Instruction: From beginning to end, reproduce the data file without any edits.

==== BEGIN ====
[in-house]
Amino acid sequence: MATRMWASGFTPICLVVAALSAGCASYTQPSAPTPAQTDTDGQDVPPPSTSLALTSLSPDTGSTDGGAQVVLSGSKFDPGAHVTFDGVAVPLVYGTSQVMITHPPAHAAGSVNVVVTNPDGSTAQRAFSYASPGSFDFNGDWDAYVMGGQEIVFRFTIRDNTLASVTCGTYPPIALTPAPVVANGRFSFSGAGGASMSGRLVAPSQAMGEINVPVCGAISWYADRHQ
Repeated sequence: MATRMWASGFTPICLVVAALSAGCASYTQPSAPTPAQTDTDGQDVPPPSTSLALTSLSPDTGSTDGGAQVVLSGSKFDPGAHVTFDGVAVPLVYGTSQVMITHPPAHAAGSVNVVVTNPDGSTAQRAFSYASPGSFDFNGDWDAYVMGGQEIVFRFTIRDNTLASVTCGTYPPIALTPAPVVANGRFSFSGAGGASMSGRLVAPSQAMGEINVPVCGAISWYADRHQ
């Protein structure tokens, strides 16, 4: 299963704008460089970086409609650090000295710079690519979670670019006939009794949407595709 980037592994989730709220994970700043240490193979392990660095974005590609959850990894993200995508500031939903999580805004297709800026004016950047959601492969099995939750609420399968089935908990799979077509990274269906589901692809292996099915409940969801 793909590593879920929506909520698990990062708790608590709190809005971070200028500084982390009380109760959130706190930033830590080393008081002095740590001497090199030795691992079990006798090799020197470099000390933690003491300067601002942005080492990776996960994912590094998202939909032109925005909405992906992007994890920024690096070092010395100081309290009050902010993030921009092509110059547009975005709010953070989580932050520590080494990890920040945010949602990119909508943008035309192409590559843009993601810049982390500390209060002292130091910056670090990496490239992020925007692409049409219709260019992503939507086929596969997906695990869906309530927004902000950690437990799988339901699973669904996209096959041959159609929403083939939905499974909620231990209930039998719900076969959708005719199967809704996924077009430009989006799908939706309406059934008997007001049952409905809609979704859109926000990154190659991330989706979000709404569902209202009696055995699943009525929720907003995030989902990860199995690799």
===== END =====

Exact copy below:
[in-house]
Amino acid sequence: MATRMWASGFTPICLVVAALSAGCASYTQPSAPTPAQTDTDGQDVPPPSTSLALTSLSPDTGSTDGGAQVVLSGSKFDPGAHVTFDGVAVPLVYGTSQVMITHPPAHAAGSVNVVVTNPDGSTAQRAFSYASPGSFDFNGDWDAYVMGGQEIVFRFTIRDNTLASVTCGTYPPIALTPAPVVANGRFSFSGAGGASMSGRLVAPSQAMGEINVPVCGAISWYADRHQ
Repeated sequence: MATRMWASGFTPICLVVAALSAGCASYTQPSAPTPAQTDTDGQDVPPPSTSLALTSLSPDTGSTDGGAQVVLSGSKFDPGAHVTFDGVAVPLVYGTSQVMITHPPAHAAGSVNVVVTNPDGSTAQRAFSYASPGSFDFNGDWDAYVMGGQEIVFRFTIRDNTLASVTCGTYPPIALTPAPVVANGRFSFSGAGGASMSGRLVAPSQAMGEINVPVCGAISWYADRHQ
């Protein structure tokens, strides 16, 4: 299963704008460089970086409609650090000295710079690519979670670019006939009794949407595709 980037592994989730709220994970700043240490193979392990660095974005590609959850990894993200995508500031939903999580805004297709800026004016950047959601492969099995939750609420399968089935908990799979077509990274269906589901692809292996099915409940969801 793909590593879920929506909520698990990062708790608590709190809005971070200028500084982390009380109760959130706190930033830590080393008081002095740590001497090199030795691992079990006798090799020197470099000390933690003491300067601002942005080492990776996960994912590094998202939909032109925005909405992906992007994890920024690096070092010395100081309290009050902010993030921009092509110059547009975005709010953070989580932050520590080494990890920040945010949602990119909508943008035309192409590559843009993601810049982390500390209060002292130091910056670090990496490239992020925007692409049409219709260019992503939507086929596969997906695990869906309530927004902000950690437990799988339901699973669904996209096959041959159609929403083939939905499974909620231990209930039998719900076969959708005719199967809704996924077009430009989006799908939706309406059934008997007001049952409905809609979704859109926000990154190659991330989706979000709404569902209202009696055995699943009525929720907003995030989902990860199995690799």